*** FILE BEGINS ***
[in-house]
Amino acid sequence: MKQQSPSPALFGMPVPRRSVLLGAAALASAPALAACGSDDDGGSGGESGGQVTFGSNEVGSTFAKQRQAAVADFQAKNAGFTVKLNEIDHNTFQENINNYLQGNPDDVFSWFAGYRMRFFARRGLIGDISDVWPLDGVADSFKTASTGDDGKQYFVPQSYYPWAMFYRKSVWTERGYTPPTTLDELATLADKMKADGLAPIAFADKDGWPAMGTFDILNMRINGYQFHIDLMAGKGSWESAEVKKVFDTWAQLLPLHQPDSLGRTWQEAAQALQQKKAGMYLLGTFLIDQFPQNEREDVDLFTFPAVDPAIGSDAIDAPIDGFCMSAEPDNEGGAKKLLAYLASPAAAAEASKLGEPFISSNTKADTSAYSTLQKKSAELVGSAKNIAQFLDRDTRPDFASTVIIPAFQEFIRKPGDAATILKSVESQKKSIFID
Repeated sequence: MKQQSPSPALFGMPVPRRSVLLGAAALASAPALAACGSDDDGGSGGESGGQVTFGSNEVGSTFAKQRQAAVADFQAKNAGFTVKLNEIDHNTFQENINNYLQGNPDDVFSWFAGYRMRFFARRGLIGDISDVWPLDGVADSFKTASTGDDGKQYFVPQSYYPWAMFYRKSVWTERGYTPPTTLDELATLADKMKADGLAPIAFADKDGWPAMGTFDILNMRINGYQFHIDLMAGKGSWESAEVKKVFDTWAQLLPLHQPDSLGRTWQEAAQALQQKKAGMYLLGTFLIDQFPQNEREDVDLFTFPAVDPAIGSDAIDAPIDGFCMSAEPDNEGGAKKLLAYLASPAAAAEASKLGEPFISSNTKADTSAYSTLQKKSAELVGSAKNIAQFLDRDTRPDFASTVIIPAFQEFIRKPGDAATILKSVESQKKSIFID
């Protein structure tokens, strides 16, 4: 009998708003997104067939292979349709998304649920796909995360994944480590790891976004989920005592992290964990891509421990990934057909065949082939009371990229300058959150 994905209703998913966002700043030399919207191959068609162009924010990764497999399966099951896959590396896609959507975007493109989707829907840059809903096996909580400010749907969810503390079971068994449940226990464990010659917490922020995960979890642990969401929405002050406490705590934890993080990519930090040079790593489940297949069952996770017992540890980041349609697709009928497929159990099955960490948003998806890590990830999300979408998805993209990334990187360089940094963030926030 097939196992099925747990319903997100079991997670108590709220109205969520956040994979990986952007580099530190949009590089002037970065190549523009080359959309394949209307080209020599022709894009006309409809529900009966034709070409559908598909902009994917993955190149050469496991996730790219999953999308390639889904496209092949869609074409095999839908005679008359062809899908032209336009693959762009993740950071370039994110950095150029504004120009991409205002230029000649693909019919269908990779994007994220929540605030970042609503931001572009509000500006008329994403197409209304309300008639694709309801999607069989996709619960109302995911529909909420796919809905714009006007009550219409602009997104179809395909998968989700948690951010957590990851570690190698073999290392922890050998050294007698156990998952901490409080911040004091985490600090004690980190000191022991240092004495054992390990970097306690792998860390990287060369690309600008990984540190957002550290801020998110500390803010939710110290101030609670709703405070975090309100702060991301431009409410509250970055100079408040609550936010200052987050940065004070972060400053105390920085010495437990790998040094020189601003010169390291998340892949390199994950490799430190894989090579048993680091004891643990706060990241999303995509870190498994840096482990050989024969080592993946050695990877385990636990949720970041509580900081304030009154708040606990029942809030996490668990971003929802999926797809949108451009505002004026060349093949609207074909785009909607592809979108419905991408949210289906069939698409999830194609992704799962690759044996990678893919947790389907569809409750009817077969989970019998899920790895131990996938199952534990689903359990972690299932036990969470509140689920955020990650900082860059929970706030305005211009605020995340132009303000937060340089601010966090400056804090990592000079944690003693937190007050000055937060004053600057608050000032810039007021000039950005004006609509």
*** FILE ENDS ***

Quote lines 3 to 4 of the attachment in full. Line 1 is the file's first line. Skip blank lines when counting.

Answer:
Repeated sequence: MKQQSPSPALFGMPVPRRSVLLGAAALASAPALAACGSDDDGGSGGESGGQVTFGSNEVGSTFAKQRQAAVADFQAKNAGFTVKLNEIDHNTFQENINNYLQGNPDDVFSWFAGYRMRFFARRGLIGDISDVWPLDGVADSFKTASTGDDGKQYFVPQSYYPWAMFYRKSVWTERGYTPPTTLDELATLADKMKADGLAPIAFADKDGWPAMGTFDILNMRINGYQFHIDLMAGKGSWESAEVKKVFDTWAQLLPLHQPDSLGRTWQEAAQALQQKKAGMYLLGTFLIDQFPQNEREDVDLFTFPAVDPAIGSDAIDAPIDGFCMSAEPDNEGGAKKLLAYLASPAAAAEASKLGEPFISSNTKADTSAYSTLQKKSAELVGSAKNIAQFLDRDTRPDFASTVIIPAFQEFIRKPGDAATILKSVESQKKSIFID
């Protein structure tokens, strides 16, 4: 009998708003997104067939292979349709998304649920796909995360994944480590790891976004989920005592992290964990891509421990990934057909065949082939009371990229300058959150 994905209703998913966002700043030399919207191959068609162009924010990764497999399966099951896959590396896609959507975007493109989707829907840059809903096996909580400010749907969810503390079971068994449940226990464990010659917490922020995960979890642990969401929405002050406490705590934890993080990519930090040079790593489940297949069952996770017992540890980041349609697709009928497929159990099955960490948003998806890590990830999300979408998805993209990334990187360089940094963030926030 097939196992099925747990319903997100079991997670108590709220109205969520956040994979990986952007580099530190949009590089002037970065190549523009080359959309394949209307080209020599022709894009006309409809529900009966034709070409559908598909902009994917993955190149050469496991996730790219999953999308390639889904496209092949869609074409095999839908005679008359062809899908032209336009693959762009993740950071370039994110950095150029504004120009991409205002230029000649693909019919269908990779994007994220929540605030970042609503931001572009509000500006008329994403197409209304309300008639694709309801999607069989996709619960109302995911529909909420796919809905714009006007009550219409602009997104179809395909998968989700948690951010957590990851570690190698073999290392922890050998050294007698156990998952901490409080911040004091985490600090004690980190000191022991240092004495054992390990970097306690792998860390990287060369690309600008990984540190957002550290801020998110500390803010939710110290101030609670709703405070975090309100702060991301431009409410509250970055100079408040609550936010200052987050940065004070972060400053105390920085010495437990790998040094020189601003010169390291998340892949390199994950490799430190894989090579048993680091004891643990706060990241999303995509870190498994840096482990050989024969080592993946050695990877385990636990949720970041509580900081304030009154708040606990029942809030996490668990971003929802999926797809949108451009505002004026060349093949609207074909785009909607592809979108419905991408949210289906069939698409999830194609992704799962690759044996990678893919947790389907569809409750009817077969989970019998899920790895131990996938199952534990689903359990972690299932036990969470509140689920955020990650900082860059929970706030305005211009605020995340132009303000937060340089601010966090400056804090990592000079944690003693937190007050000055937060004053600057608050000032810039007021000039950005004006609509």